After breezing through the first three months of the season, Boston has skidded monumentally through July and August. The pitching staff can't string together good performances when anyone not named Josh Beckett or Jon Lester is on the hill. The offense alternates between jacking three home runs per night to struggling to advance anyone past first base.
Inconsistency is not the formula for success — especially in the AL East, where the Yankees have seized a seemingly insurmountable lead and the Rays are sneaking up. And then there are the suddenly resurgent Rangers, who were one out away from sweeping the Red Sox in a critical series before a freak-accident, ninth-inning bullpen collapse.
The next week will be a huge test for the Red Sox. They will face off against Toronto and then New York, and if they can escape out the other end with a winning record (or maybe they'll just settle for 3-3), there's a good possibility they'll be back in the lead for the wild-card race.
In the meantime, at least one member of the Nation is keeping things in perspective: After Sunday's loss to Texas, Jason Bay told Boston.com, "We should probably just pack up the season and call it a year, huh. Half-game back, might as well fold the tent."
AL East: New York Yankees (74-45)
AL Central: Detroit Tigers (62-55)
AL West: Los Angeles Angels (71-45)
AL Wild Card: Texas Rangers (67-50)
Breakdown: Right now, it's unclear whether the Yankees will be crowned the winners of the division come September. After this weekend, it will be very clear. If the Red Sox want to stay in the hunt for the East — or for any sort of playoff berth — they need to take this weekend's series.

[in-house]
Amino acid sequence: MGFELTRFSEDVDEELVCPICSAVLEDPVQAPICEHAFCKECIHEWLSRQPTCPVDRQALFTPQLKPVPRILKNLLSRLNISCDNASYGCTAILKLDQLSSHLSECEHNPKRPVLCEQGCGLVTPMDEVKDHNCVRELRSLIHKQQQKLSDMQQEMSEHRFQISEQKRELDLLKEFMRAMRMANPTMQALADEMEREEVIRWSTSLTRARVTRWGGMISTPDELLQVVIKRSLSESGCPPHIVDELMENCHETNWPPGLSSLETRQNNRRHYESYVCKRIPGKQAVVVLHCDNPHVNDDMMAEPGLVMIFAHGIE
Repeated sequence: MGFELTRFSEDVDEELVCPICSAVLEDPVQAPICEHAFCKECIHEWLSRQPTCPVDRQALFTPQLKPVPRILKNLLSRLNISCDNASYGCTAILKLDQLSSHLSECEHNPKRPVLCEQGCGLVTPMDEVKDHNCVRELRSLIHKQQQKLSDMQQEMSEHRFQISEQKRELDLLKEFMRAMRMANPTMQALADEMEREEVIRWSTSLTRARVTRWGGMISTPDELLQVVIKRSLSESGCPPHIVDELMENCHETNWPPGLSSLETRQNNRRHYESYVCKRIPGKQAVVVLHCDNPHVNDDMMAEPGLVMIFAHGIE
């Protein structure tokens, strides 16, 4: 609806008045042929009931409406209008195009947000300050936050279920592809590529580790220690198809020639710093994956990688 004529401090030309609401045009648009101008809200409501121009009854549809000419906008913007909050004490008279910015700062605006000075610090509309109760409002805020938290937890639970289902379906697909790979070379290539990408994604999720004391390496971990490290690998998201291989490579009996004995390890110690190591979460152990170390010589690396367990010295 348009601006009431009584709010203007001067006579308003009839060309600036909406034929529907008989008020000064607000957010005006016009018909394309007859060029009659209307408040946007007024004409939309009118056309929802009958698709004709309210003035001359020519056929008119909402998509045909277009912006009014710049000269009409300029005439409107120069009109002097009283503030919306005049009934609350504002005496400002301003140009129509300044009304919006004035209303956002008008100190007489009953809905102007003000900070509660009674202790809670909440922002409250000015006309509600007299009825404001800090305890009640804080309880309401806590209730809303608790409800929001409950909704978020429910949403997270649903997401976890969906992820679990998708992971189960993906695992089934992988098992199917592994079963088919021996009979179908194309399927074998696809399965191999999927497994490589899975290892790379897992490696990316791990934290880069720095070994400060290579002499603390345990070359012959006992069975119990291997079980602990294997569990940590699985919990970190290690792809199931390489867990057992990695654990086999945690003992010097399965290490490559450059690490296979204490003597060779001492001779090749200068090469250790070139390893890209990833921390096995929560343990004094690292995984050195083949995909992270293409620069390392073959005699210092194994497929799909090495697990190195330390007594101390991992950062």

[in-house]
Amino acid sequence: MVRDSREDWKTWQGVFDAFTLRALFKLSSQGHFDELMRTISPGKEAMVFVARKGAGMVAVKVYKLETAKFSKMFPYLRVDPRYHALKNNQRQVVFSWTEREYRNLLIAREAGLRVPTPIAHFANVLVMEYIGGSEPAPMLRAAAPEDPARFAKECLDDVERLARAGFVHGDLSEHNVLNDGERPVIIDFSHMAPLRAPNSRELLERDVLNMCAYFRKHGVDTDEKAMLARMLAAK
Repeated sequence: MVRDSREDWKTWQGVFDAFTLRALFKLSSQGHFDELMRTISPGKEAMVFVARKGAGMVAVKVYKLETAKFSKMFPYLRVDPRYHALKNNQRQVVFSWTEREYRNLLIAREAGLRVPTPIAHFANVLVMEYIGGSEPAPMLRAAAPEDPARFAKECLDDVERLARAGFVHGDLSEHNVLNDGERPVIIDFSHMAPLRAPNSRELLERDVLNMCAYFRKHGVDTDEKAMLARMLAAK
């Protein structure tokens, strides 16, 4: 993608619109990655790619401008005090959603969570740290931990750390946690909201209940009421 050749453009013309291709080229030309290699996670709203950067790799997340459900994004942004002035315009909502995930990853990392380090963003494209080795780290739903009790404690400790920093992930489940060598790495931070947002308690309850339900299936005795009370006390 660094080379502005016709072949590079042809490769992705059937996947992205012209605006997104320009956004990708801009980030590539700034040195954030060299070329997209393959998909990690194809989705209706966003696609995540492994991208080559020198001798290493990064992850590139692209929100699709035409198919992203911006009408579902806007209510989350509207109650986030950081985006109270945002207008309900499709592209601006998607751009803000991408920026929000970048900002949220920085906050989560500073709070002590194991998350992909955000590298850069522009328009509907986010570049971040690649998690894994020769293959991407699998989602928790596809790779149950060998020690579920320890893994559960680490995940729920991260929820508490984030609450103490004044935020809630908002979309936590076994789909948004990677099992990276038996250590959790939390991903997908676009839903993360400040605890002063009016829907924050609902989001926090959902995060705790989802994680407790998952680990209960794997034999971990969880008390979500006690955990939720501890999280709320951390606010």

NL East: Philadelphia Philles (66-49)
NL Central: St. Louis Cardinals (68-52)
NL West: Los Angeles Dodgers (70-49)
NL Wild Card: Colorado Rockies (65-53)
Breakdown: The Dodgers, who were prematurely crowned the best team in baseball before July, are still struggling. They've gone 3-6 over their last nine games and went 3-3 against the Giants and the Diamondbacks this week. Plus, they lost pitcher Hiroki Kuroda when he took a line drive off his head on Saturday. Somehow, though, they still hold a five-game lead over the Rockies in the West.
American League: Mark Teixeira, New York Yankees
It took a while, but Teixeira's name is finally popping up in the MVP discussion. Joe Mauer and Justin Morneau are stiff competition, but the simple truth is that the Yankees wouldn't be the run-producing machine they've become in 2009 without Teixeira. He's well on his way to earning his pinstripes with his .285 average, 30 homers and 86 RBIs, and Mike Silva of New York Baseball Digest points out that the AL East-leading Yanks are scoring 15 percent more runs with him in the lineup as opposed to Jason Giambi. Plus, his ninth-inning homer on Friday night against Seattle propelled New York to its fourth-straight win.
National League: Ryan Howard, Philadelphia Phillies